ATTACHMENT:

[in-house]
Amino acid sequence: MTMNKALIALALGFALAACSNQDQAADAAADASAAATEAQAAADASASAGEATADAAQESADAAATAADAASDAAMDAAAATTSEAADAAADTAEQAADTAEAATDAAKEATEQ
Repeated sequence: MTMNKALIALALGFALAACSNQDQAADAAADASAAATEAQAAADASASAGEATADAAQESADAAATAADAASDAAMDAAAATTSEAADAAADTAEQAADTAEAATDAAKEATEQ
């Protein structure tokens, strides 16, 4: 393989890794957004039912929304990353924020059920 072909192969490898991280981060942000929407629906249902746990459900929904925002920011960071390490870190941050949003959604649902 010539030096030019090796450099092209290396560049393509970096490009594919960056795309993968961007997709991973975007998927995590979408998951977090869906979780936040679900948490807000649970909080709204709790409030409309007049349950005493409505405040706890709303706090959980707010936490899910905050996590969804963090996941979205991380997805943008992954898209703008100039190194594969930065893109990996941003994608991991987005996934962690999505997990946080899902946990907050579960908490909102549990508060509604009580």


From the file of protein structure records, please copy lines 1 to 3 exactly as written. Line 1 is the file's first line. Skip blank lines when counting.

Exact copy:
[in-house]
Amino acid sequence: MTMNKALIALALGFALAACSNQDQAADAAADASAAATEAQAAADASASAGEATADAAQESADAAATAADAASDAAMDAAAATTSEAADAAADTAEQAADTAEAATDAAKEATEQ
Repeated sequence: MTMNKALIALALGFALAACSNQDQAADAAADASAAATEAQAAADASASAGEATADAAQESADAAATAADAASDAAMDAAAATTSEAADAAADTAEQAADTAEAATDAAKEATEQ